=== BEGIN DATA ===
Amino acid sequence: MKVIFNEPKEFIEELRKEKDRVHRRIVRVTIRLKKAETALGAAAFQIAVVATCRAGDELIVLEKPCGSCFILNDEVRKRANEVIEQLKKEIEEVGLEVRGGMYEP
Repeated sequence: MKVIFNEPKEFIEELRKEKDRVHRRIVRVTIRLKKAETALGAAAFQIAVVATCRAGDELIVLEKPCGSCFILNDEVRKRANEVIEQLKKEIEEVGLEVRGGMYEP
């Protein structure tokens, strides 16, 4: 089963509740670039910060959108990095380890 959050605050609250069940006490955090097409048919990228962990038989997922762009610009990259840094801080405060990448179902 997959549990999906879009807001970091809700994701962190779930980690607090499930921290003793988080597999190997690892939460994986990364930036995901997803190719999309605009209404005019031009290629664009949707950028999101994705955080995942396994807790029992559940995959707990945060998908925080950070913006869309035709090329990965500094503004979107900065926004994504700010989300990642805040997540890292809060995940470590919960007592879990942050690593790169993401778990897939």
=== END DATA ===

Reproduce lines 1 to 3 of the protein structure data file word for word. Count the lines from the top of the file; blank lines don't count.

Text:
Amino acid sequence: MKVIFNEPKEFIEELRKEKDRVHRRIVRVTIRLKKAETALGAAAFQIAVVATCRAGDELIVLEKPCGSCFILNDEVRKRANEVIEQLKKEIEEVGLEVRGGMYEP
Repeated sequence: MKVIFNEPKEFIEELRKEKDRVHRRIVRVTIRLKKAETALGAAAFQIAVVATCRAGDELIVLEKPCGSCFILNDEVRKRANEVIEQLKKEIEEVGLEVRGGMYEP
């Protein structure tokens, strides 16, 4: 089963509740670039910060959108990095380890 959050605050609250069940006490955090097409048919990228962990038989997922762009610009990259840094801080405060990448179902 997959549990999906879009807001970091809700994701962190779930980690607090499930921290003793988080597999190997690892939460994986990364930036995901997803190719999309605009209404005019031009290629664009949707950028999101994705955080995942396994807790029992559940995959707990945060998908925080950070913006869309035709090329990965500094503004979107900065926004994504700010989300990642805040997540890292809060995940470590919960007592879990942050690593790169993401778990897939």